That’s how people used to call me and my sisters. Somehow, people found it cute. We were our parents’ pride and joy. We shared one room, shared the same pets and played with the same toys handed down from one to the other. We all could carry a tune so we were all in the village choir. At school, our parents were active in the PTA and the teachers would have a pleasant time seeking out the Tres Marias.
From that brood of three little misses, I was born second.
As we grew older, and as we discovered the world around us, we began to take on the natural cycle of life and seek out our own individuality. But then, since most of our childhood was spent with each other, it took a lot of adjustments. Especially for me.
People used to see the striking similarity between my older and younger sister. They were like twins. They had the same features, same smile, same laugh. It didn’t really bother me since people said I was the carbon copy of my dad. At least, I was unique, right?
Until the neighborhood kids teased me that I was adopted. I began to feel I was the odd one out. To make matters worse, I grew faster than my ate so we could not share the same clothes anymore. As a result, she started handing down her clothes to our youngest and mama bought matching clothes just for the two of them.
Then, whenever arguments arose, my parents seemed to side with either ate (because she was older and more mature) or with our youngest (because she was innocent and more helpless). This caused me deep pain. After each confrontation, I’d be defensive and fight back. I even recall watching a movie trailer on television with Kris Aquino crying and dramatically shouting, “Ampon! Ampon! Ampon! Ampon!!!”. I could so relate to her and feel her pain!
Thus began a life filled with deep-seated hurts and resentment. For all the times I felt lost and for all opportunities not given to me, I concluded that my parents loved me less because I was, indeed, adopted. At one point, I even wrote a letter to my parents telling them how I felt and how sure I was that they did not favor me because I was adopted. I told them it was okay because I already knew the cold and bitter truth. They talked to me about it, explaining that it was all in my head and that I was truly their own. But then, after that, only a part of my problems was solved. The obvious fact that I was “different” from my sisters remained.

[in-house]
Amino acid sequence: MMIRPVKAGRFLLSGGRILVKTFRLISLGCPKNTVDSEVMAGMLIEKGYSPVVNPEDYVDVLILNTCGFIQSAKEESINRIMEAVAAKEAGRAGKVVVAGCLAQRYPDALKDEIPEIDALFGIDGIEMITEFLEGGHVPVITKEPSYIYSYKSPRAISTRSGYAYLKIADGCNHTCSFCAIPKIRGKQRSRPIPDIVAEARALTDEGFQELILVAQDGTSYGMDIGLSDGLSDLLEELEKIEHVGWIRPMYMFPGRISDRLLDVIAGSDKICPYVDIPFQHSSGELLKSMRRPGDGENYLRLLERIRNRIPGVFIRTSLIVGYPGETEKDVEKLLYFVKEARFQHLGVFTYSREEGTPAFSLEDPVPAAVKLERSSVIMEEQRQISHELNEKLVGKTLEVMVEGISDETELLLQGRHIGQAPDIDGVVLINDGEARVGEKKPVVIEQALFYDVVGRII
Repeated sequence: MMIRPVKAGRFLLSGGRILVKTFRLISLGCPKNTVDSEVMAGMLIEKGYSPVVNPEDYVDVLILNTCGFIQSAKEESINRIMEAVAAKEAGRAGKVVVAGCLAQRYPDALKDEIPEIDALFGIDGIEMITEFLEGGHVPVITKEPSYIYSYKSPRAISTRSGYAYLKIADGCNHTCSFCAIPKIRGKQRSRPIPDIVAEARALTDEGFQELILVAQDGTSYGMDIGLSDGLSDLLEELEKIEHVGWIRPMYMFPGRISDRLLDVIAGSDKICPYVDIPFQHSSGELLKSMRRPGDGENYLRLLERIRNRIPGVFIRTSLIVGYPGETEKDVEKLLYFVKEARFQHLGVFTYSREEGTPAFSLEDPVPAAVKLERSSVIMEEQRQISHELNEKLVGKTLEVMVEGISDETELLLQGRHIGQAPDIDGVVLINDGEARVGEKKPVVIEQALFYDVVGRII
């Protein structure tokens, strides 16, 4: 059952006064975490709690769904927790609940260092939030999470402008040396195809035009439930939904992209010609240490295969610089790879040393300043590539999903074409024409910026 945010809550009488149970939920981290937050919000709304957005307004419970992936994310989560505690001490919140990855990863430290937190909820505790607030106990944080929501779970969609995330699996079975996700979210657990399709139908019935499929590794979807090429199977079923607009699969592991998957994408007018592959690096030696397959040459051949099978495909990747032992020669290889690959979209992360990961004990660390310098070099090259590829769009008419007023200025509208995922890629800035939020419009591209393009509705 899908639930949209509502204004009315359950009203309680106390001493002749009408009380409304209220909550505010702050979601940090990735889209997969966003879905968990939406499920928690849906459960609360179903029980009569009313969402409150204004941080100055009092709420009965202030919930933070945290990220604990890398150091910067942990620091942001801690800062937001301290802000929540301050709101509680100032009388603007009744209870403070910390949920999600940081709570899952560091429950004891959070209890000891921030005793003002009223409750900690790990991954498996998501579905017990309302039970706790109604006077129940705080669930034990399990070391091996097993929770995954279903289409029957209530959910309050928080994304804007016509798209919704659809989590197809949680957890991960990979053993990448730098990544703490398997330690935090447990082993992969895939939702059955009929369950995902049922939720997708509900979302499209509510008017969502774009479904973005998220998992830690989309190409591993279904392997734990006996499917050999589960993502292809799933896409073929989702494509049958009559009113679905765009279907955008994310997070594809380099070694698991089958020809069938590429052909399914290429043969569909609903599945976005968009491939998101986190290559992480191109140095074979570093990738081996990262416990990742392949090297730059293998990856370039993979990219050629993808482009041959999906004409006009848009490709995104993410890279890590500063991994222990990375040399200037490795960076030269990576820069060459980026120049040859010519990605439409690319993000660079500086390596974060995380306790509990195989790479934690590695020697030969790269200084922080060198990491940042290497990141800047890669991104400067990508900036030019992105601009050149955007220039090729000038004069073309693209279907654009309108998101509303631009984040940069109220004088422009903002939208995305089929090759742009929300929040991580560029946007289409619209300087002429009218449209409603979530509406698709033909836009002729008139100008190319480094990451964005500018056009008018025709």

In high school, I came upon a book entitled The Best Part of the Sandwich is the Middle Part. I never really got the chance to read the book in whole but I got the gist of the story from the author’s description. It was about a middle child (sounds familiar) and her struggle for attention in her family (hey…) and how she came to the conclusion that it didn’t matter if she was different because she saw her and her siblings as a sandwich (Huh?). The eldest was the bottom layer of the bread and the youngest was the top layer. And she would be the middle part – the best part. She could be anything! From ham-cheese to bacon-lettuce-tomato to egg salad, to chicken! She was the middle part and she loved it! (Why didn’t I think of that?!)